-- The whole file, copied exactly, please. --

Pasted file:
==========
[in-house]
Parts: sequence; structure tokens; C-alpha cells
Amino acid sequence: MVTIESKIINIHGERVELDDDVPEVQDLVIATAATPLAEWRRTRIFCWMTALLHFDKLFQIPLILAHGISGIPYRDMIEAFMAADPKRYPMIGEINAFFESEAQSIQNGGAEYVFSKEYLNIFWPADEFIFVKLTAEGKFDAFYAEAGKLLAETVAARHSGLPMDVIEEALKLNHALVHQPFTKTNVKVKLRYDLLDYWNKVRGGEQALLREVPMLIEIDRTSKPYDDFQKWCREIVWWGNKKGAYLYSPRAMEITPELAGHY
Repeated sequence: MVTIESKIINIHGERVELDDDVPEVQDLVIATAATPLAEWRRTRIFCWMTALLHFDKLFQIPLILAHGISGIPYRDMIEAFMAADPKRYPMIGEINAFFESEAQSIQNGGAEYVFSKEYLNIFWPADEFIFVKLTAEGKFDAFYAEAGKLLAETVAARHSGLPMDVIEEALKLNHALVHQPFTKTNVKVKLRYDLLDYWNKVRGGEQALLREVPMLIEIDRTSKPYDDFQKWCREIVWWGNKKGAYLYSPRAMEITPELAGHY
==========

[in-house]
Parts: sequence; structure tokens; C-alpha cells
Amino acid sequence: MVTIESKIINIHGERVELDDDVPEVQDLVIATAATPLAEWRRTRIFCWMTALLHFDKLFQIPLILAHGISGIPYRDMIEAFMAADPKRYPMIGEINAFFESEAQSIQNGGAEYVFSKEYLNIFWPADEFIFVKLTAEGKFDAFYAEAGKLLAETVAARHSGLPMDVIEEALKLNHALVHQPFTKTNVKVKLRYDLLDYWNKVRGGEQALLREVPMLIEIDRTSKPYDDFQKWCREIVWWGNKKGAYLYSPRAMEITPELAGHY
Repeated sequence: MVTIESKIINIHGERVELDDDVPEVQDLVIATAATPLAEWRRTRIFCWMTALLHFDKLFQIPLILAHGISGIPYRDMIEAFMAADPKRYPMIGEINAFFESEAQSIQNGGAEYVFSKEYLNIFWPADEFIFVKLTAEGKFDAFYAEAGKLLAETVAARHSGLPMDVIEEALKLNHALVHQPFTKTNVKVKLRYDLLDYWNKVRGGEQALLREVPMLIEIDRTSKPYDDFQKWCREIVWWGNKKGAYLYSPRAMEITPELAGHY